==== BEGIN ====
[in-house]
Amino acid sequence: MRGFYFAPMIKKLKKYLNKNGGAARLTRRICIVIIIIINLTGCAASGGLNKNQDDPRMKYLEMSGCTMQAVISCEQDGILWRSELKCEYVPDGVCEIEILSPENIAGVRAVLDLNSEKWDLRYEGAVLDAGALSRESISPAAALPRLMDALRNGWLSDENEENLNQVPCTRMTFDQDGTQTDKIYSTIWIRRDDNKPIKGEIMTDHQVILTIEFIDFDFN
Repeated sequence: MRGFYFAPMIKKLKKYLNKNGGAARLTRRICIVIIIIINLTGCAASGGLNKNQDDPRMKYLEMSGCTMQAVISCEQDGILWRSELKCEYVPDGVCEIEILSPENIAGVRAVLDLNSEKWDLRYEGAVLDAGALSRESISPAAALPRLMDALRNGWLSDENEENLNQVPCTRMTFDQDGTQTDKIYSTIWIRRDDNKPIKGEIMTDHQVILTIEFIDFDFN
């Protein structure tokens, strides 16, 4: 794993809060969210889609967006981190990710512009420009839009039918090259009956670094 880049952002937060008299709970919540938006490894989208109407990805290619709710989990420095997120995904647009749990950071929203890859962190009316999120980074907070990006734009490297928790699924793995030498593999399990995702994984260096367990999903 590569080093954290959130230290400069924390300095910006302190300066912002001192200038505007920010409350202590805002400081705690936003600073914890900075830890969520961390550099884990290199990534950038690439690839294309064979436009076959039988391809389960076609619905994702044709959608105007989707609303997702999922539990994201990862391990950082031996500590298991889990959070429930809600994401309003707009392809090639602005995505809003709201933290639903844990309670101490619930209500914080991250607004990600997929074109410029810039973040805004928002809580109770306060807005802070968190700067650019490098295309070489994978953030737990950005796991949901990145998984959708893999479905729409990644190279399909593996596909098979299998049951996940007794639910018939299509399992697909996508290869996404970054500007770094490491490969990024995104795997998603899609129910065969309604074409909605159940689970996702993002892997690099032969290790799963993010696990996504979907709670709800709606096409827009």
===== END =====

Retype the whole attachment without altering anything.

[in-house]
Amino acid sequence: MRGFYFAPMIKKLKKYLNKNGGAARLTRRICIVIIIIINLTGCAASGGLNKNQDDPRMKYLEMSGCTMQAVISCEQDGILWRSELKCEYVPDGVCEIEILSPENIAGVRAVLDLNSEKWDLRYEGAVLDAGALSRESISPAAALPRLMDALRNGWLSDENEENLNQVPCTRMTFDQDGTQTDKIYSTIWIRRDDNKPIKGEIMTDHQVILTIEFIDFDFN
Repeated sequence: MRGFYFAPMIKKLKKYLNKNGGAARLTRRICIVIIIIINLTGCAASGGLNKNQDDPRMKYLEMSGCTMQAVISCEQDGILWRSELKCEYVPDGVCEIEILSPENIAGVRAVLDLNSEKWDLRYEGAVLDAGALSRESISPAAALPRLMDALRNGWLSDENEENLNQVPCTRMTFDQDGTQTDKIYSTIWIRRDDNKPIKGEIMTDHQVILTIEFIDFDFN
């Protein structure tokens, strides 16, 4: 794993809060969210889609967006981190990710512009420009839009039918090259009956670094 880049952002937060008299709970919540938006490894989208109407990805290619709710989990420095997120995904647009749990950071929203890859962190009316999120980074907070990006734009490297928790699924793995030498593999399990995702994984260096367990999903 590569080093954290959130230290400069924390300095910006302190300066912002001192200038505007920010409350202590805002400081705690936003600073914890900075830890969520961390550099884990290199990534950038690439690839294309064979436009076959039988391809389960076609619905994702044709959608105007989707609303997702999922539990994201990862391990950082031996500590298991889990959070429930809600994401309003707009392809090639602005995505809003709201933290639903844990309670101490619930209500914080991250607004990600997929074109410029810039973040805004928002809580109770306060807005802070968190700067650019490098295309070489994978953030737990950005796991949901990145998984959708893999479905729409990644190279399909593996596909098979299998049951996940007794639910018939299509399992697909996508290869996404970054500007770094490491490969990024995104795997998603899609129910065969309604074409909605159940689970996702993002892997690099032969290790799963993010696990996504979907709670709800709606096409827009």